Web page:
Friday, October 26, 2012

The Stallion Station Sosath of Gerd and Inga Sosath is situated near the shipbuilding town of Lemwerder, Germany. We arrived in the morning while a half dozen riders, including Gerd on Landor S, were excercising. They walk the horses for ten minutes after their excercise, and this is "office time" for Gerd. He pulls out his cell phone and multi tasks during the cool down. We had recently seen him at the Hanoverian Gala, narrating a demonstration of top jumpers via a microphone headset, grinning each time his Grand Prix jumper, Catoki, gave a few enthusiastic bucks.
Landor S is but one of the quality stallions we saw. Watching the Sosath crew training in the morning was a great treat. The farm turns out competitive jumpers for all the levels.
Having recently seen some drop-dead gorgeous Stedinger mares at the Hanoverian auction, we were most anxious to see their sire. The nearly 18-hand stallion sires horses amazingly uphill and light footed for their size. They are truly elegant and also pretty "spicy." My favorite of the young jumpers is Levisonn, a smooth, classic-looking gray by Levisto, out of a Lennon mare.

Wednesday, October 17, 2012

Entering the yard of the Klosterhof Medingen, one is greeted by the lifesize statue of the great Trakehner stallion Caprimond. And it only gets better from there. The stud is situated in the center of the tiny village of Medingen, the "kloster" or nun's cloister gives it its name. We were greeted by Jessy, my contact for semen sales, who very kindly had groomed and prepared the stallions for our viewing. This was quite different from many studfarms where the stallion's stall door is opened and you get to see his head, neck and legs, which is all that's sticking out of the blanket. Or at some stations, you are lucky enough to catch the stallion after excercise and before re-blanketing. Unless one asks, this is often how stallions are shown, unfortunately.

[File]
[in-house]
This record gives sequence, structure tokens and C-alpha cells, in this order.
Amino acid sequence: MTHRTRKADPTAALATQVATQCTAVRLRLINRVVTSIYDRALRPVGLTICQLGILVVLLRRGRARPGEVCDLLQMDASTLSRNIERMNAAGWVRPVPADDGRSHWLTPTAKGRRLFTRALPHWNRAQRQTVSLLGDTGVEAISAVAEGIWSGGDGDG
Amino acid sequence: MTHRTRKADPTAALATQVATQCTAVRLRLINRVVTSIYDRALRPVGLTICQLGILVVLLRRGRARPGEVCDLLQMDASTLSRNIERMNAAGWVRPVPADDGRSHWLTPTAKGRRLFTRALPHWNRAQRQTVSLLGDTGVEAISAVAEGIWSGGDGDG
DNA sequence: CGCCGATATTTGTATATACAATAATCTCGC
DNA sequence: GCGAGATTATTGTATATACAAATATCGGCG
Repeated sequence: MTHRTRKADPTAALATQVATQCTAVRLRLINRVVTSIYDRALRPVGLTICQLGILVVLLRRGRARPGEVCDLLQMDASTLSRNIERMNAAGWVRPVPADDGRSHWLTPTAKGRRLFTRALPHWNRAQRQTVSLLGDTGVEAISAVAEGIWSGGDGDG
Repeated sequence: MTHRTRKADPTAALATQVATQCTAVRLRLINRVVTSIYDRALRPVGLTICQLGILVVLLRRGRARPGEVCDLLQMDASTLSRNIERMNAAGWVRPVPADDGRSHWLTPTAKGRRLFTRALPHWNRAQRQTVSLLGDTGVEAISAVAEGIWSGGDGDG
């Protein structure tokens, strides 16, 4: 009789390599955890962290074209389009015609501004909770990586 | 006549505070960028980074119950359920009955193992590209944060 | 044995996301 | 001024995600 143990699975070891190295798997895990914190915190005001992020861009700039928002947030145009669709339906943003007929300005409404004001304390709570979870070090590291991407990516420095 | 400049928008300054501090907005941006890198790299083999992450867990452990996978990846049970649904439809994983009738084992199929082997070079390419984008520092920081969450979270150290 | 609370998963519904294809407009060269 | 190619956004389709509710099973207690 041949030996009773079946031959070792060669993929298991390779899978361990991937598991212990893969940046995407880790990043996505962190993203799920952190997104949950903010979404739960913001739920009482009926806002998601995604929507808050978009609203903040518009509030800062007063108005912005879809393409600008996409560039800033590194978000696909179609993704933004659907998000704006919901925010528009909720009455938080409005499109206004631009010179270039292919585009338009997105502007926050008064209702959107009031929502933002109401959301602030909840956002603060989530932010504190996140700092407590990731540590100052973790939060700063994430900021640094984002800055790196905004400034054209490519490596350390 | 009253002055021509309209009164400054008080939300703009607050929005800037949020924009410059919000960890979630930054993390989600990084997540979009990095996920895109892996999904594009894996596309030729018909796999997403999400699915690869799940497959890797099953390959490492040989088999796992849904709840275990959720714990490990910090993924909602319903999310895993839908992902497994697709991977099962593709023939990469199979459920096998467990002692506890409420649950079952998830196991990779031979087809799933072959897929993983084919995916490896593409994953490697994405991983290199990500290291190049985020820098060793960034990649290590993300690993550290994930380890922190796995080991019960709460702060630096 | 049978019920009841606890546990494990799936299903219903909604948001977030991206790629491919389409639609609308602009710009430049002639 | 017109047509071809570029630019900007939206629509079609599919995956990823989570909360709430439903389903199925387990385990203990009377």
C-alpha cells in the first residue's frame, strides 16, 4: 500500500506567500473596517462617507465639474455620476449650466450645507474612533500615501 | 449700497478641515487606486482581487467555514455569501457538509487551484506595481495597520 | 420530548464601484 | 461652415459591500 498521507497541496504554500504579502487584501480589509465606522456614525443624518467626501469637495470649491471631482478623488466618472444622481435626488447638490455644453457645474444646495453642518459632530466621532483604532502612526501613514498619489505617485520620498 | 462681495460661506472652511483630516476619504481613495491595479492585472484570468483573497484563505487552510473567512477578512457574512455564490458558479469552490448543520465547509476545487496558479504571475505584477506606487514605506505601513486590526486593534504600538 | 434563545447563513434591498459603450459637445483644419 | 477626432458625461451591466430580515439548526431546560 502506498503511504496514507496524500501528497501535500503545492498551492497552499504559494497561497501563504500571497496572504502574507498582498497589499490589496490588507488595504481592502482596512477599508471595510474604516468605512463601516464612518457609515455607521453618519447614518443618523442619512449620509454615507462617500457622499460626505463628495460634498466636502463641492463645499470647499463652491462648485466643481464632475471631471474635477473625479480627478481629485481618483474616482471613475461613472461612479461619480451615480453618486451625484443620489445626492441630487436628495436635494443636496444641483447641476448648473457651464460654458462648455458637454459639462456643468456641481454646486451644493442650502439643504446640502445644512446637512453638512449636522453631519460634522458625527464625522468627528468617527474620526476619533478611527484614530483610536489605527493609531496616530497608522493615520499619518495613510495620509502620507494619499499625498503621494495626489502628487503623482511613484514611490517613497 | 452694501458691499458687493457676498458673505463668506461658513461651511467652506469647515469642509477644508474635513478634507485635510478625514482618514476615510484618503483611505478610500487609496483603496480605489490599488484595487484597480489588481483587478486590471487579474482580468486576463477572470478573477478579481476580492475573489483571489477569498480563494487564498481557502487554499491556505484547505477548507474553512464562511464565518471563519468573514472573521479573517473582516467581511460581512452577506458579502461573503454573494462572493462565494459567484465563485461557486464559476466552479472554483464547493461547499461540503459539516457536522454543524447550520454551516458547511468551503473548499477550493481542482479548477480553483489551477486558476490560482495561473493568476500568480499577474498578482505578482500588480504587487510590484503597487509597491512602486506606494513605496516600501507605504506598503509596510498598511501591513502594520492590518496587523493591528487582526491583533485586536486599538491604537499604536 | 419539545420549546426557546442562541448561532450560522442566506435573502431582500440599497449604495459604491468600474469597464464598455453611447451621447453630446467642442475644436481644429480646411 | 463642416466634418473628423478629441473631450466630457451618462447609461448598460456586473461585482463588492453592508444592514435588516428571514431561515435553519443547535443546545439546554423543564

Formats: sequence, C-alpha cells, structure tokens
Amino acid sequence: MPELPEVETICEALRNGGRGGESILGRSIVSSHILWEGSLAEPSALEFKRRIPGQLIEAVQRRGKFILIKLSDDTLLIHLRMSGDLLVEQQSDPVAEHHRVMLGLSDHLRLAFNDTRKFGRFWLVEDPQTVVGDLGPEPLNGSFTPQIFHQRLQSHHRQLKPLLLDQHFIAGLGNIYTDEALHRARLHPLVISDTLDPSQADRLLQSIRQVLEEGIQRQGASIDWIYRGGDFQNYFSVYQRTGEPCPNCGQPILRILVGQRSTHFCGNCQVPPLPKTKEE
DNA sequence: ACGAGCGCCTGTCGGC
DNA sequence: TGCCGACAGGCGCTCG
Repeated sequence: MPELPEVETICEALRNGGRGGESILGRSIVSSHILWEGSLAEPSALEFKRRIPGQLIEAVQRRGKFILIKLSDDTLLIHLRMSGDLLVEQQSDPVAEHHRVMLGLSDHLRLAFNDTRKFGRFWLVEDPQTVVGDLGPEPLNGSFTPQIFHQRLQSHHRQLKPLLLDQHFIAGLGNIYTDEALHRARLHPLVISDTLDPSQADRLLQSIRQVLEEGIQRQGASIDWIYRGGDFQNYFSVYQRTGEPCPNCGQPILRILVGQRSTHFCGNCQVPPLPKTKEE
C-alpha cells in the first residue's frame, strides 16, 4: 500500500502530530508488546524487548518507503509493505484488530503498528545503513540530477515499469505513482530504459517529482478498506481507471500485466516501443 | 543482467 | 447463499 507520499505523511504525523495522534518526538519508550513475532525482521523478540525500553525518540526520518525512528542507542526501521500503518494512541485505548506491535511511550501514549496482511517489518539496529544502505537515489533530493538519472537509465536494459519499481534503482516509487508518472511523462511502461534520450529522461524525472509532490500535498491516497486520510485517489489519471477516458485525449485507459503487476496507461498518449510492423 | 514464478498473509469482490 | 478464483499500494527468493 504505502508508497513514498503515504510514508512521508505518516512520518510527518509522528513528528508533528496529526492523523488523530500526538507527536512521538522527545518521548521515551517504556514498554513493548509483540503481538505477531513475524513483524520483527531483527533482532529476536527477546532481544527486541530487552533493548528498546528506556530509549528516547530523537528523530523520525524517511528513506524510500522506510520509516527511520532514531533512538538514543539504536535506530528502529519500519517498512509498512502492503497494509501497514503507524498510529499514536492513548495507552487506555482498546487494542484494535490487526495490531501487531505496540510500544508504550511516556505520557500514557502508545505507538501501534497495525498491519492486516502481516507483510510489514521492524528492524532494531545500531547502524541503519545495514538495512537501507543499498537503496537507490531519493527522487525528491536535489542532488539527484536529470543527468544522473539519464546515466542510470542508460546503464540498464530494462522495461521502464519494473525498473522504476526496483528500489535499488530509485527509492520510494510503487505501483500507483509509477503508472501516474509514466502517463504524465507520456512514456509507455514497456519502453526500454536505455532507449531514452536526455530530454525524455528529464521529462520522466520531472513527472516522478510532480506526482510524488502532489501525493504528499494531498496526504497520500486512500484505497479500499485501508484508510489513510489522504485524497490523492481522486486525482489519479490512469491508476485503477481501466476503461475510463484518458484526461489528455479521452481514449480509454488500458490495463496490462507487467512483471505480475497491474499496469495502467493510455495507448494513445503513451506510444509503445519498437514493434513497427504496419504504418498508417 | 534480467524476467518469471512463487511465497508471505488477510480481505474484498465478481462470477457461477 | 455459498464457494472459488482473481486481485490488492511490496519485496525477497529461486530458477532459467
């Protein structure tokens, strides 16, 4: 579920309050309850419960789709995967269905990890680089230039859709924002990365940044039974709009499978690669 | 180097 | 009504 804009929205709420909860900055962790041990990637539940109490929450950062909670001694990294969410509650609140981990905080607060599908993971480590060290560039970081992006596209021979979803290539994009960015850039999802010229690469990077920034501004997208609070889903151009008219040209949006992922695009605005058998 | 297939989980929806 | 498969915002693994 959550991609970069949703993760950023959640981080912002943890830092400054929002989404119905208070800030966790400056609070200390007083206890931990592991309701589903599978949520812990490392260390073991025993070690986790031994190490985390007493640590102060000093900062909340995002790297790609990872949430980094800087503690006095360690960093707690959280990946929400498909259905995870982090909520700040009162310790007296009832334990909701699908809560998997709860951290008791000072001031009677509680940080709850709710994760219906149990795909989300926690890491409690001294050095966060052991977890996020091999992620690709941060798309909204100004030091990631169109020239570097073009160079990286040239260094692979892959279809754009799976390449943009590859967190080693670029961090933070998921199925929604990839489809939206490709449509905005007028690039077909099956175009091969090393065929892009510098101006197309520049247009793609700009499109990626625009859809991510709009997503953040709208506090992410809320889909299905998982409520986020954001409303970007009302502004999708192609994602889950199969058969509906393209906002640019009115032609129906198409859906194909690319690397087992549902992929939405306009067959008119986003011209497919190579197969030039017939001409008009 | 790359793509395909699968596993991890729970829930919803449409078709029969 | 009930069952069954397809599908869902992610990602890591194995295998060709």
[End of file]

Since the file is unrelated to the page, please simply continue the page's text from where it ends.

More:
But at the Klosterhof we waited in the yard while each stallion was led out for us, beginning with the venerable old Trakehner, Caprimond, with the perfect quarter moon on his forehead. Truly, this stallion is so noble and kind and lovely that he brought a tear to my eye. As he posed, and we fawned over him, Jessy told us the 29-year old stallion is a perfect babysitter with the Wahler grandchildren, and yet still might try to give a little buck with an experienced rider. His son the Trakehner Hohenstein followed, and again, we were awed by the beauty and nobility of this gorgeous, black stallion, number one purveyor of type in the Hanoverian breed. Like stallions accustomed to being stars on center stage, he too "struck a pose."
Then came the man of the hour, 2008's Hanoverian Stallion of the Year, De Niro, who had six horses qualified for the Olympics this year. Like Hohenstein, this stallion's influence on modern sport horse breeding is inestimable. The thing that struck me the most about the K-M stallion collection was the similarity between them, whether Trakehner, Hanoverian or Oldenburg. All were the same beautiful type with lovely expressions, correct limbs and often black color. In my opinion, this uniformity of type is the true mark of an exceptional horseman and breeder.
When I first got in the business, Trakehners were in a slump. It is nice to see that Burkhard Wahler has stuck with them and has preserved some very important bloodlines for the future of horse breeding. A former event rider, he has a couple of  super jumping Trakehners in Abendtanz and Come Close, a stallion with Russian blood top and bottom.
All of the horses we viewed, young and old, had the same outgoing but mannerly demeanor. Jessy said that since the area of the stud is small, the mares and foals must be taken to pasture. But no trailering for this farm! Several people each lead four or five mares and the foals follow them through the center of the village, in the midst of cars, bicycles and pedestrians. I can imagine that this lovely village, secluded in a forest swale, loves the sight of their famous studfarm's mares and foals passing through.